Let's get back welfare services in Tokyo Metropolitan Assembly election -- Akahata editorial, June 2, 2001
The Tokyo Metropolitan Assembly election will be announced on June 15 and polled on June 24.
The Japanese Communist Party has proposed as the top priority item in its election platform reinstating the slashed social services and establishing a system of breaks related to nursing care insurance charges. The JCP is in touch with a wide range of organizations including senior citizens clubs to seek their support for the proposal. Many people turned out to be very supportive.
Welfare is now a major issue in the election.
Major issue to be immediately dealt with
The plight began in March 2000 when the Liberal Democratic Party, the Komei Party, and the Democratic Party of Japan in the metropolitan assembly enacted measures to end the free pass system for the elderly for the metropolitan-run transit systems and to phase out subsidies for medical costs for elderly people and welfare benefits for them.
Before the change, 780,000 people were holders of the free traffic passes. Following the change, 540,000 of them now have to pay 1,000 yen for the pass, although they need not pay residential taxes due to their low income level. Those who pay residential taxes have to pay 20,510 yen to apply for the pass. Those who pay the residential tax and hold the free pass now pay 5,000 yen for the pass, but beginning in 2003 they will have to pay 20,510 yen to renew the pass. Legally, the amount they must pay can be increased at the governor's discretion.
The change has caused more than 100,000 people to give up their free passes.
Subsidies to medical costs for elderly people will be phased out by the use of age limitations. The change is designed to completely abolish the subsidy system by the end of June 2006. About 100,000 people are now ineligible for the subsidy system. Metropolitan government statistics show that people between the ages of 65 and 69, previously eligible for subsidies to medical costs, are those who need medical services the most. Ending the subsidies will have serious adverse effects.
The other question is the nursing care insurance which imposes serious burdens on the citizens.
Even now, people hesitate to use nursing care services for fear of having to pay for the services in addition to their regular payment of premiums. Nursing care insurance premiums will double from October. A survey shows that lower income people need more medication. It is an urgent task to establish a system of reduction and exemption on the nursing care insurance charges. If the Tokyo Metropolitan Government becomes the first prefecture in the country to set up such a break system on its own initiative, it will be of great influence nationally.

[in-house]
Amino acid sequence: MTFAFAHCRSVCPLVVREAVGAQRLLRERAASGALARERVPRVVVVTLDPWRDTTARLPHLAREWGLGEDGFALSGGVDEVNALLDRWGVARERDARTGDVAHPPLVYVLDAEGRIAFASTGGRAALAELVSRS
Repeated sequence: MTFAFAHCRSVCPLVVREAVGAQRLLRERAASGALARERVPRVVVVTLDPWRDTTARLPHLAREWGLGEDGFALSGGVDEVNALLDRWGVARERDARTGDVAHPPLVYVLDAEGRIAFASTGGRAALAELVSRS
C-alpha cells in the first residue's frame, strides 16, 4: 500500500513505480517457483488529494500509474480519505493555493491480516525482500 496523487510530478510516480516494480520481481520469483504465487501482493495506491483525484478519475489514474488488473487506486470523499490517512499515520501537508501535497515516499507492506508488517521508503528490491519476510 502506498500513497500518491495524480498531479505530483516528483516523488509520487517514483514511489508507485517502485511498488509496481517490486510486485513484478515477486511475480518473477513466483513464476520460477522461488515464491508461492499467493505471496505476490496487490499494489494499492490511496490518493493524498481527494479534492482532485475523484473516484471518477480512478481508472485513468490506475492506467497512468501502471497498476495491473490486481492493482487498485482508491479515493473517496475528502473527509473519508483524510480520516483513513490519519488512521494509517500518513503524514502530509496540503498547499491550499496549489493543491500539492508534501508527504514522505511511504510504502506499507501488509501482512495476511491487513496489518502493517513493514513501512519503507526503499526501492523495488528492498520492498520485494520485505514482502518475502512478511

Last March, the JCP submitted to the assembly a proposal to redraft the budget for FY 2001 to recover welfare programs eliminated or reduced in the original budget bill. Just two billion yen is enough to maintain the free transit pass program for the elderly and 5.4 billion yen for the subsidy for their medical charges. An additional 8.5 billion yen will help to establish a new financial assistance program for the elderly using the nursing care services.
Tokyo's annual budget is about 12 trillion yen! Only a small piece of warm heart can make the difference to meet the needs of elderly Tokyo residents.
But the LDP, Komei, DPJ, and other parties turned down the JCP proposal on the grounds that it is "anachronistic" (LDP), or "seeking restoration of measures of old days" (Komei). In the last election four years ago, both the LDP and the Komei Party pledged to maintain the free pass system, but they broke their promise and dashed the people's hopes.
The Komei Party is the most responsible for these adverse changes. Although it supported ending the free pass system in the assembly, it alleges that the one thousand yen payment isn't meant for collecting fares but a collection for small administrative fees, thus repeatedly calling the JCP a liar. How malicious they are in trying to deceive the people by telling a false story before Tokyo residents!
The JCP embraces broad-ranging demands of Tokyo residents
The demand for measures for the elderly is shared by a wide range of the Tokyo citizenry, including young people, as one of the most urgent demands. Thus the JCP's call for "welfare program budgets to be recovered" is fully supported by the people.
Both inside and outside the assembly, the JCP has struggled in cooperation with citizens to get the reduced welfare budgets restored. The JCP has been doing its utmost in the metropolitan assembly and in districts to demand together the recovery of reduced programs. The task now is to achieve a major JCP advance in the Tokyo Metropolitan Assembly election to make our call heard. (end)